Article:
Liz Warren-Corney of the transport union TSSA Scotland was concerned about the effect of the failures on passengers and said the transport minister Humza Yousaf "needs to find his backbone" and bring ScotRail back into public ownership now.”

The Herald: Transport Minister Humza Yousaf at Edinburgh Waverley station where he made an announcement on upgrades to the ScotRail fleet. PRESS ASSOCIATION Photo. Picture date: Tuesday November 29, 2016. See PA story SCOTLAND Rail Yousaf. Photo credit should read: J

She said: “Since Abellio took over ScotRail has lurched from crisis to crisis. They failed to achieve their franchise obligations and are now be on their second improvement plan.

"We’ve seen them play fast and loose with passenger safety, attacking their own CCTV operations and doing away with their station Health and Safety department.

"And already in 2018, ScotRail has been humiliated after ordering trains to skip stations in order to achieve punctuality targets. No wonder passenger satisfaction levels have plummeted. How much longer will Abellio be allowed to take Scottish passengers for a ride?

“ScotRail’s problems all stem from the Tories’ broken franchising system. Once and for all we need to stop privateers leeching money from our rail network."

The franchise was awarded in 2015 in a 10-year deal worth up to £10 billion and runs until 2025. Ministers, however, are considering a public sector bid.

In 2016/17, Abellio received £1.5 million in fines after receiving £1.24 million in financial penalties in the first nine months of operating franchise.

Herald View: ScotRail still far off from the destination of a better service

Penalties and rewards are handed out by Scottish Government quango Transport Scotland using the Service Quality Incentive Regime (Squire) to judge operators’ performance.  Money from the Squire fund is ploughed back into railways but unions have claimed a cost-cutting drive could hit standards.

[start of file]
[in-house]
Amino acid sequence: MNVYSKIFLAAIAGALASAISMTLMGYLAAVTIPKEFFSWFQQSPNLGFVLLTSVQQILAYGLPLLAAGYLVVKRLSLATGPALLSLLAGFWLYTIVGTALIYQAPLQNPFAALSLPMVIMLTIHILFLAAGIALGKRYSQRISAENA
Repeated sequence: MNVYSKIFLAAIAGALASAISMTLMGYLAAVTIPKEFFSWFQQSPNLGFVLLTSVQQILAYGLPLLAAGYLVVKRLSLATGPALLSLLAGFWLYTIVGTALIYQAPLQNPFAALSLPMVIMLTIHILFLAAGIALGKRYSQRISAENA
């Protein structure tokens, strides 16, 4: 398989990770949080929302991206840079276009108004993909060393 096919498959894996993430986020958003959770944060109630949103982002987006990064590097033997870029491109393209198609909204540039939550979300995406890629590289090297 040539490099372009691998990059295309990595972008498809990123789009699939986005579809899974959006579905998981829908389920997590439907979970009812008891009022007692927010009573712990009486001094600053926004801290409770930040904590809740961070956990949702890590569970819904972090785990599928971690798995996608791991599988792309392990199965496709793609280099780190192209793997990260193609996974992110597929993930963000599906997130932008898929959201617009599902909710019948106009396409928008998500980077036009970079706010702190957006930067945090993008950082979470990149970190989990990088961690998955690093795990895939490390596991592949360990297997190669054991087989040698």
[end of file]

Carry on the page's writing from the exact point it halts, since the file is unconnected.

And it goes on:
The operator got an overall performance score of 89.58 per cent in the last three months of last year against a required benchmark of 93.12 per cent.

Last month the operator drafted in railway consultant Nick Donovan to carry out an independent review its performance.

The Herald:

With the support of a petition signed by more than 22,000 people, Manuel Cortes, the general secretary of  TSSA who has previously called on the minister to take "the bold political decision" for full nationalisation of ScotRail without recourse to any bidding "preferably by using a break clause in 2019".

Transport Scotland inspectors audit 353 stations and approximately 200 trains every four weeks. Service areas inspected range from toilets and timetables to train cleanliness, graffiti, staff service, ticket officers and the public address system.

Herald View: ScotRail still far off from the destination of a better service

A Scotrail spokesman said:  "We've signed up to the toughest service quality regime in the UK - and it is right that we have. It means that standards are driven ever higher and customers get a better service.

"These are not fines. It is a reinvestment fund. Every penny raised through squire gets put back into Scotland's railway."